When the value of the discovery was finally acknowledged, investigators had a hard time to get all the scriptures together, both because many got lost, but also because the Egyptian government obstructed the process. When finally photos could be made of all available scriptures, different people in different parts of the world started to make translations. Unfortunately these were only available to experts. Later seperate writings filtered through to the larger audience and in the early 90’ies, Slavenburg and Glaudemans thought that it was time for a complete translation available for everyone.

Each scripture is introduced and explained, then given in a readable translation and then elucidated in notes. The translations are based on existing translations in other languages, but also on the different versions of the Coptic translations when the translators had their doubts. The scriptures were most likely originally written in Greek, but almost none have been found in their original form. Fortunately in most cases, Coptic copies Greek quite accurately. Some scriptures were found in the jar in different versions and the translators made the best possible translation of these. Since there are quite some pages missing, blind spots on the scriptures, etc. the text had to be completed here and there, which results in text that have a lot of [ ]’s, ()’s, etc. Overall everything turned out pretty readable, especially when reading the introduction first. read more

Gnosis * Jacob Slavenburg (isbn 9020210262)

When I bought this book I didn’t expect that it was written after Slavenburg’s “The Secret Words” (see review elsewhere). Also this is one fairly old (1993), but a real jewel and I can be pretty short about it.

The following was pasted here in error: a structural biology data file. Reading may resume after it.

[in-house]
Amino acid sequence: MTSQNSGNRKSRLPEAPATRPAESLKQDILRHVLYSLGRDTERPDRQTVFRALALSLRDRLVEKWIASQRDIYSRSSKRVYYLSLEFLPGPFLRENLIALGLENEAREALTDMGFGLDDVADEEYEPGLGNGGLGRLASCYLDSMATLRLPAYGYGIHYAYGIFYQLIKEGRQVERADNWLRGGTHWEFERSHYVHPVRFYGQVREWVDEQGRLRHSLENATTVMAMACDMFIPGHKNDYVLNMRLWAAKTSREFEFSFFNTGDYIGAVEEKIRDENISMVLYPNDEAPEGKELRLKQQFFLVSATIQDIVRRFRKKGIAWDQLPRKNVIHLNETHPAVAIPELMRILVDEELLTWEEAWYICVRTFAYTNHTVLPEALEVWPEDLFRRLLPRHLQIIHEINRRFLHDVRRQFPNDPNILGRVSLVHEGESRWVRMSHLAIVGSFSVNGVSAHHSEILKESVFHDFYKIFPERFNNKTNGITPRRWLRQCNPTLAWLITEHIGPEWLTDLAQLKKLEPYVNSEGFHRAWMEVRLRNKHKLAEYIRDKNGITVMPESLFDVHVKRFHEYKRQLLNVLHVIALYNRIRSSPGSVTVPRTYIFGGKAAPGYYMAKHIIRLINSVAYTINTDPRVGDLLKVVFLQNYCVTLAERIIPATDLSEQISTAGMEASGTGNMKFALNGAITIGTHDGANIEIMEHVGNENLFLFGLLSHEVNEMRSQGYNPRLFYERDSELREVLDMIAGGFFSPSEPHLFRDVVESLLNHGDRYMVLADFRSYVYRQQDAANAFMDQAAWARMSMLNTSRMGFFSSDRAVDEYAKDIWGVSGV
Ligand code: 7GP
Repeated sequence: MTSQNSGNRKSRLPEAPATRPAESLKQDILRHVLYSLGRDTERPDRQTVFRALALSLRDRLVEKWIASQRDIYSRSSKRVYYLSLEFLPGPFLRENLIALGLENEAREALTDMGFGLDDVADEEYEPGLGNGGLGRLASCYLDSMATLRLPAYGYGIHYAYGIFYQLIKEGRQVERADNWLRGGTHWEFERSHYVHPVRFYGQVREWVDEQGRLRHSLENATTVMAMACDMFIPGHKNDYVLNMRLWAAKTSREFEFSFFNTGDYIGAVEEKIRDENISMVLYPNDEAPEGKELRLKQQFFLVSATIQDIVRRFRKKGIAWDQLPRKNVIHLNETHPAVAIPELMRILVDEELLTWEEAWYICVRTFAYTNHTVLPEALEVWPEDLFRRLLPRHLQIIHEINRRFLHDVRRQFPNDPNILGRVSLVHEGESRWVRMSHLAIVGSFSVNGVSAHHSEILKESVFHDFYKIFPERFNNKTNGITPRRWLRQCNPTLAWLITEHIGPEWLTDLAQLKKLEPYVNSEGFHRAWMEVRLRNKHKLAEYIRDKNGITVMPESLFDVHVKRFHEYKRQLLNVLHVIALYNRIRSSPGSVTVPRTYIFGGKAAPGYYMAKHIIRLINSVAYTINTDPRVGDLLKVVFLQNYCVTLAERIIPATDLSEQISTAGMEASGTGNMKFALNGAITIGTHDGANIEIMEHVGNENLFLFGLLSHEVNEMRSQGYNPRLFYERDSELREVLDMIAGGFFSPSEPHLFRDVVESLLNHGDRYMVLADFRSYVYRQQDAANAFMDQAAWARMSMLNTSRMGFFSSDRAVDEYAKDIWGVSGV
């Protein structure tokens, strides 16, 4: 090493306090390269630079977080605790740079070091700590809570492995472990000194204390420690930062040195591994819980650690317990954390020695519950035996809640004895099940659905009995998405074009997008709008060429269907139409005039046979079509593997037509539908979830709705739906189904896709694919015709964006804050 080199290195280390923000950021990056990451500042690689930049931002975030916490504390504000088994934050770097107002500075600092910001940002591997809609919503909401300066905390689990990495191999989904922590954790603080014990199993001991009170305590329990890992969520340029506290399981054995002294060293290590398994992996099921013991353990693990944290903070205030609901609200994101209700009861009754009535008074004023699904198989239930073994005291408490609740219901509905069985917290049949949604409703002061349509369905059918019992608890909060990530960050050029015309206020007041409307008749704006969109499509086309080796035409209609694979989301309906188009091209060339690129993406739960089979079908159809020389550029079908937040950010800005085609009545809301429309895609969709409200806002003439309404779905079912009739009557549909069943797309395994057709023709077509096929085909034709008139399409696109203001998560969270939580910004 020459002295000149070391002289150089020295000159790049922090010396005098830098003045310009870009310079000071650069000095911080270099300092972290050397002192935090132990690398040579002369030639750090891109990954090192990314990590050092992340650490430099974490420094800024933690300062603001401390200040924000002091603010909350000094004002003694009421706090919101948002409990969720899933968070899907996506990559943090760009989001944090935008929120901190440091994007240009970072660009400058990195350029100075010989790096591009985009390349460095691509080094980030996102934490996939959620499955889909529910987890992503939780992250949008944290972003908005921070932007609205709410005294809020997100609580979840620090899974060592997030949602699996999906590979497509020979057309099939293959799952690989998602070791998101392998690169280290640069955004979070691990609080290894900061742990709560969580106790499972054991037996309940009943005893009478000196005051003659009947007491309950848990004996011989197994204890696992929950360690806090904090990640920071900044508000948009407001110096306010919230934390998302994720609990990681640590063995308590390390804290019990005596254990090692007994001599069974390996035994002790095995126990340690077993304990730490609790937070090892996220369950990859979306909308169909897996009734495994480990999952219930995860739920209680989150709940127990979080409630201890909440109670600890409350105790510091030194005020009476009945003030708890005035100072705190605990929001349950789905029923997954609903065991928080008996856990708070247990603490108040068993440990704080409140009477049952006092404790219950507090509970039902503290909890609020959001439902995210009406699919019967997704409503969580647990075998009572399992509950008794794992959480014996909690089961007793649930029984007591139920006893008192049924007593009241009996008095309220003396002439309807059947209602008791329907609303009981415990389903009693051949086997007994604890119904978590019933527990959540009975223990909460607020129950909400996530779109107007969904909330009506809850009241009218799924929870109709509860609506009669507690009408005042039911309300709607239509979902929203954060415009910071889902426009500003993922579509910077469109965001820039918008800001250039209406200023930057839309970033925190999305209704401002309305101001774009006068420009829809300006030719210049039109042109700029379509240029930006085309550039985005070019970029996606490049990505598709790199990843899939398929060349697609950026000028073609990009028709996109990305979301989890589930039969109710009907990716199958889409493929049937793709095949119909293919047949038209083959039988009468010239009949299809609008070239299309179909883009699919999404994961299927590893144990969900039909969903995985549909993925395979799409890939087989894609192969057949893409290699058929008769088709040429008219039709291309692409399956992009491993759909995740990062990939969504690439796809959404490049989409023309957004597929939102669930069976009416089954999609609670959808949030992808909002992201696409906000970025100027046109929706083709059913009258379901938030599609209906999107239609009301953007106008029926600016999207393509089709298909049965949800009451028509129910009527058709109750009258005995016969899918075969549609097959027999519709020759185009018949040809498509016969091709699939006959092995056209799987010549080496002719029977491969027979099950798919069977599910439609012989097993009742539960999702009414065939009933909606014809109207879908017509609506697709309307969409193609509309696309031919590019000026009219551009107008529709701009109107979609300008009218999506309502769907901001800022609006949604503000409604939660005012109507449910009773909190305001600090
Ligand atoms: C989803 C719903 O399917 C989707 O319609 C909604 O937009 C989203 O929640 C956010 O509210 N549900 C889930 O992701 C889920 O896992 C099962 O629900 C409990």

As the title suggests this book is about “Gnosis”. However it is a really small book (11,5x21x1,5 and about 150 pages of text) Slavenburg managed to give a wonderfull overview of both ancient and modern Gnosis. Supported with many quotes, with a logical stucture and (maybe even the best of all) a list with (as far I as know) all known Gnostic writings at the end of the book.
The ultimate introduction to the Gnostic tradition.

De Oerknal Van Het Christendom * Jacob Slavenburg (isbn 9067322776)

This book was released just before “De Hermetische Schakel” by another publisher than Slavenburgs usual one. It is a thin book and seems to have been written in between (it is a bit sloppy at times). “The big-bang of Christianity” speaks about the first few hundred years of Christianity. Unconventional views on the person Jesus Christ, the apostles, evangelists, gnosticism, (apocryphic) writings, the upcoming Church and how Christianity became an institution. As always Slavenburg writes in detail and with lengthy quotes. Sometimes he expects background knowledge, at other times he explains things also for the beginner, so I don’t really know who to suggest this book to, but at least to people interested in early Christianity and Slavenburg-readers of course.